# confusion between these two networking terms: transmission rate vs. propagation speed [closed]

I read this in TCP/IP PROTOCOL SUITE second edition, written by Behrouz A. Forouzan and Sophia Chung Fegan.

In traditional Ethernet, the minimum frame length is 520 bits, the transmission rate is 10 Mbps, the propagation speed is almost the speed of light, and the collision domain is almost 2500 meters.

So what is transmission rate and propagation speed? Why they are not the same?

• Should be on SuperUser or Serverfault Apr 3, 2011 at 17:12
• The book is not quite right about propagation speed. Its a common fallacy that signals propagate down a wire at "about the speed of light". Actually, on most coax and twisted pair wiring the propagation speed is about 2/3 the speed of light - which is actually a LOT less. (Typical figures vary, good cable makers quote it, but something in the region 60% to 70% is pretty normal.) Apr 4, 2011 at 9:23
• I'm voting to close this question as off-topic because it is not a conceptual programming problem as defined in the help center.
– user22815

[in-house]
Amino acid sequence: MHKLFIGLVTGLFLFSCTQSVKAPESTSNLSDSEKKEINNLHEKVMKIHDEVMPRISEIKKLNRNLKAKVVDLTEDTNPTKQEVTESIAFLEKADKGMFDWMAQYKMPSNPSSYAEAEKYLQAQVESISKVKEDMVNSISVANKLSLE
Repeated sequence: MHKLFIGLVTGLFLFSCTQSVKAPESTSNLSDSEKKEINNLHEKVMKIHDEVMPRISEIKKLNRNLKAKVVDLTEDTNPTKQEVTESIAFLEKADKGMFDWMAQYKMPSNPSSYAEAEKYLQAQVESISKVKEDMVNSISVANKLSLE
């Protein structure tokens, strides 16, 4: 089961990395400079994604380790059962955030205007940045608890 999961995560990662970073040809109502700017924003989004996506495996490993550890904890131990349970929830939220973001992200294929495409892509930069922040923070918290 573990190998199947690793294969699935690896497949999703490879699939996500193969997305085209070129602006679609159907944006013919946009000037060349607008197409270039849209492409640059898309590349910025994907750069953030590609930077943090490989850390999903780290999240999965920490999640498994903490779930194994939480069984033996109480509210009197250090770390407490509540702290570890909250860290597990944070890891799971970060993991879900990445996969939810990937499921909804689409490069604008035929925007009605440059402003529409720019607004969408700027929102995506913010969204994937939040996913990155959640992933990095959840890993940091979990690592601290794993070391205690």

May 5, 2015 at 2:21

imagine you have a drum. If you beat it 10 times a second that would give you the transmission rate. You can hear it from a hundred meters away in about a second (speed of sound) which is the propogation speed.

Edit: 10 times a second being 10 bits of information send. You can beat faster, increasing the transmission rate, but you can't increase the speed of sound (propogation speed).

Propagation speed is the amount of time it takes for one particular signal to get from one point to another.

Transmission Rate is the total amount of data that can be sent from one place to another in a given period of time.

Consider two possibilities at (or close to) opposite extremes:

1. A 300 baud modem. Propagation speed is close to the speed of light, but transmission rate is only 300 bits per second (~30 characters per second). If, for example, you're talking to a machine 3000 miles away, transmitting a single character is close to instant, but transmitting a lot of them takes a long time (e.g., one megabyte would take close to 10 hours). Propagation speed = ~C, Transmission rate = ~100 KB/hour.